ICE69 checks that all substrings of the form [$componentkey] within a formatted string do not cross-reference components. A cross-component reference occurs when the [$componentkey] property of a formatted string refers to a component other than the component stored in the Component_ column of your tables.
Problems with cross-component referencing arise from the way formatted strings are evaluated. If the component referenced with the [$componentkey] property is already installed and is not being changed during the current installation (for example, being reinstalled, moved to source, and so forth), the expression [$componentkey] evaluates to null, because the action state of the component in [$componentkey] is null. Similar problems can occur during upgrade and repair operations.
ICE69 returns an error if a [$componentkey] substring within a formatted string cross-references a component in another feature. ICE69 returns a warning if a [$componentkey] substring within a formatted string cross-references a component in the same feature. (The FeatureComponents table is used to determine this mapping. It must map to the same feature for the warning. Referencing components in parent features or referencing components in child features is considered to be an error.)
ICE69 reports the following for the examples shown.
WARNING: "Mismatched component reference. Entry 'Test' of the Shortcut table belongs to component 'QuickTest'. However, the formatted string in column 'Argument' references component 'Test'. Components are in the same feature." ERROR: "Mismatched component reference. Entry 'Shortcut2' of the Shortcut table belongs to component 'QuickTest'. However, the formatted string in column 'Argument' references component 'Test2'. Components are not in the same feature."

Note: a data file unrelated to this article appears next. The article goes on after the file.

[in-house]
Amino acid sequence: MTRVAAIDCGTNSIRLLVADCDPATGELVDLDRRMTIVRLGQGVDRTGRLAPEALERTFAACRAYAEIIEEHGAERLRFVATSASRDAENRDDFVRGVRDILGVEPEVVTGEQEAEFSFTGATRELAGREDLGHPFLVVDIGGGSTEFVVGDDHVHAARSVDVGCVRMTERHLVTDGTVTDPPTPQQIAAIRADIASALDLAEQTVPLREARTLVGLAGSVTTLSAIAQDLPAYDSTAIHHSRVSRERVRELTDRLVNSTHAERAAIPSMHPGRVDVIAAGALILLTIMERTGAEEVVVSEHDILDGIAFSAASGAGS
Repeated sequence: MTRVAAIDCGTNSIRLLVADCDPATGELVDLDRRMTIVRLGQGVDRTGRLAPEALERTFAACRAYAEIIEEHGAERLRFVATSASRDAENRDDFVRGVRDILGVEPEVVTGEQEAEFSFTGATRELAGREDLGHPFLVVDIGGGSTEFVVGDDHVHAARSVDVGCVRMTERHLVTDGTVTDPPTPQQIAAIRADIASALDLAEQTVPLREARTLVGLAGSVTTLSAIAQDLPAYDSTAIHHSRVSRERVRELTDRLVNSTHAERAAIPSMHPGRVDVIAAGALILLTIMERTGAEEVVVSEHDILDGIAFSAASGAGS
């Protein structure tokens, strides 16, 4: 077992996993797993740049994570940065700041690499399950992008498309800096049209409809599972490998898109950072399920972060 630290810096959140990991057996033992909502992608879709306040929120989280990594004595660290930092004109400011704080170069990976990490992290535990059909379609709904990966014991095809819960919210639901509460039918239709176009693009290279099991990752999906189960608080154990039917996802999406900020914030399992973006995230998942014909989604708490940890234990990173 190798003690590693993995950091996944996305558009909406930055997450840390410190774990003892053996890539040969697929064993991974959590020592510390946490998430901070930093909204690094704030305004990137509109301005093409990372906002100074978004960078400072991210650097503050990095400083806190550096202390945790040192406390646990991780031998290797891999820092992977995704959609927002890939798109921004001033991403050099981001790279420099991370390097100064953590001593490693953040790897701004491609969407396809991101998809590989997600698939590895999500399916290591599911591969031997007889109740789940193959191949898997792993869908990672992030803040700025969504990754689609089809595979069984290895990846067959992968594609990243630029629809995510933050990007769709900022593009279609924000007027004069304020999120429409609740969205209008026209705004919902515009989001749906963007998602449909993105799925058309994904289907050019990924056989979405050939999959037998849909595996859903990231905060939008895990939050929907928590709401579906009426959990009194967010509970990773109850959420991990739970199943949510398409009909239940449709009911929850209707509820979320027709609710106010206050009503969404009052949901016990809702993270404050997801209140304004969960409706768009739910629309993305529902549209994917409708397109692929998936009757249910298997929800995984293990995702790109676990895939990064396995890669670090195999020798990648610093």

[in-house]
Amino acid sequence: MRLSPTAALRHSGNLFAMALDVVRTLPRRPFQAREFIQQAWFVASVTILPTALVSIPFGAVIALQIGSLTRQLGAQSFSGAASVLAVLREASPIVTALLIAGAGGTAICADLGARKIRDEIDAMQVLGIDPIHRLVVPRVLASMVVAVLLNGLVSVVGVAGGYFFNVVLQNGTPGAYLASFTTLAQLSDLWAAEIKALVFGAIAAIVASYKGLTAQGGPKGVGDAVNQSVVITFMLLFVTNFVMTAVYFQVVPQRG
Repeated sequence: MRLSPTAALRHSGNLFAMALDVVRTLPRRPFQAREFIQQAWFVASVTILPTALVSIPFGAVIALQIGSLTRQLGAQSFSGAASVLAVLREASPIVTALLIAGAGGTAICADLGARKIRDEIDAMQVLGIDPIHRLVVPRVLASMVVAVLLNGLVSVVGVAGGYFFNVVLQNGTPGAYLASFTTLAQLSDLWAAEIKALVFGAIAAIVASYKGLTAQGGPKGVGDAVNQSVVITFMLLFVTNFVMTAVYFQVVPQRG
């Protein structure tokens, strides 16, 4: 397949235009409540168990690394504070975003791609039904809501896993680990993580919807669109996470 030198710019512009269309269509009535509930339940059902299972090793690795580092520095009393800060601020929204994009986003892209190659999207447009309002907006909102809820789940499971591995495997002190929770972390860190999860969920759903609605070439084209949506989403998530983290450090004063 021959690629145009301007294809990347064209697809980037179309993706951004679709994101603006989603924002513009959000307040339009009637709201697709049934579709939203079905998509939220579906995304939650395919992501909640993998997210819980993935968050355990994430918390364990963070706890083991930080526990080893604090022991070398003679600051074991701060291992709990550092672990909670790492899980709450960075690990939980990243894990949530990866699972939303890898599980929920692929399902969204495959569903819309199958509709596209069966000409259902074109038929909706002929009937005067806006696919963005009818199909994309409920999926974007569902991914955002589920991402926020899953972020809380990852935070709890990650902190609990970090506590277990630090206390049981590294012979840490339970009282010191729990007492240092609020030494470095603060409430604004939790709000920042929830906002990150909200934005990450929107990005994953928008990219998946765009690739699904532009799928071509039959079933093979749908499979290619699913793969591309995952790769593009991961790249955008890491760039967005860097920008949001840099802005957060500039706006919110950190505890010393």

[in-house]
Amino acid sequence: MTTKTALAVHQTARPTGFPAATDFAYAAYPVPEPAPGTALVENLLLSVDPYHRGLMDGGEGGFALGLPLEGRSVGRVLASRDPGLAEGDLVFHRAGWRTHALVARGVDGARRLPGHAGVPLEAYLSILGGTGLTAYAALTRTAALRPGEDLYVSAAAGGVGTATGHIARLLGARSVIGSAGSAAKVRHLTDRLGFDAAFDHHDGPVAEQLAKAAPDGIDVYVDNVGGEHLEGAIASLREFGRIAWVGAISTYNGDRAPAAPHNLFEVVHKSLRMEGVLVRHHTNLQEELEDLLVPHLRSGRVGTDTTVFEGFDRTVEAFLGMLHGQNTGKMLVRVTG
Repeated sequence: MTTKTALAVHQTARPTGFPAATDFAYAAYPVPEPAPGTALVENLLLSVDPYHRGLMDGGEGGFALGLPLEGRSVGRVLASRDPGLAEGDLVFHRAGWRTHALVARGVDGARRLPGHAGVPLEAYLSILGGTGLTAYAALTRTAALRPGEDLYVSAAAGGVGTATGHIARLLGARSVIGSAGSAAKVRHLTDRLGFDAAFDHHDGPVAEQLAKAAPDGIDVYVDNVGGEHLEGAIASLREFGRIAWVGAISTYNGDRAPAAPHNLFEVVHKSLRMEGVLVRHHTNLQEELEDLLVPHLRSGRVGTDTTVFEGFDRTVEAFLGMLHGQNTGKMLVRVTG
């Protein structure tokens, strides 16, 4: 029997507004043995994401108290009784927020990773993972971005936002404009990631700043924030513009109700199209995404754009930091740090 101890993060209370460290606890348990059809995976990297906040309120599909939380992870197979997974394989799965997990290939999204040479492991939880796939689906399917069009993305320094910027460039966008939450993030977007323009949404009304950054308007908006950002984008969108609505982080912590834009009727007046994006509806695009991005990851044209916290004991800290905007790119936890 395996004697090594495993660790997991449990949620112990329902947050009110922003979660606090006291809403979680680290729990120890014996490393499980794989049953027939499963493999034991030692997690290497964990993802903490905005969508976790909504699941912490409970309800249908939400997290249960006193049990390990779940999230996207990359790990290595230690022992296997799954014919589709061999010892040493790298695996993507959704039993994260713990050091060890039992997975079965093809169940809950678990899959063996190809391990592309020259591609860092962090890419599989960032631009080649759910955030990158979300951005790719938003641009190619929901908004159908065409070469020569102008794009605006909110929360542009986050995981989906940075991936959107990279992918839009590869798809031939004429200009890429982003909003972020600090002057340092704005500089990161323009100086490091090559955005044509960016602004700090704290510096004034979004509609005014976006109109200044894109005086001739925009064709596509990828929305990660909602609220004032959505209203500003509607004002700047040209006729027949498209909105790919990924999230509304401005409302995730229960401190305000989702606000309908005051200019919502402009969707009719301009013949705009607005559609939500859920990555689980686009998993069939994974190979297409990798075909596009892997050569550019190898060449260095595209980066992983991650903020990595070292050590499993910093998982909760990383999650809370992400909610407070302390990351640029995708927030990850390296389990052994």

To fix this error, do not cross-reference components. Change the [$componentkey] to match the component of the shortcut.
Shortcut Table (partial)
The Verb and Extension tables are special cases in that the Verb table references an extension that belongs to a component. An Extension, however, can belong to multiple components because the primary key for the extension table is made up of the Extension and Component_ columns. You can logically have the following situation.
Verb Table (partial)
Extension Table (partial)
In this case, you must ensure that at least one of the [$componentkey] properties evaluates to a non-null value. However, every [$componentkey] property in the Argument column of the Verb table ([$comp1] and [$comp2] in the above example) must reference a possible component included with the extension associated with the verb. A reference like [$comp3] would result in a warning from ICE69.
The AppId table has a similar situation to the Verb table. It uses the Class table for its component reference. In this case, the AppId table is validated in the same way as the Verb-Extension validation (now AppId-Class).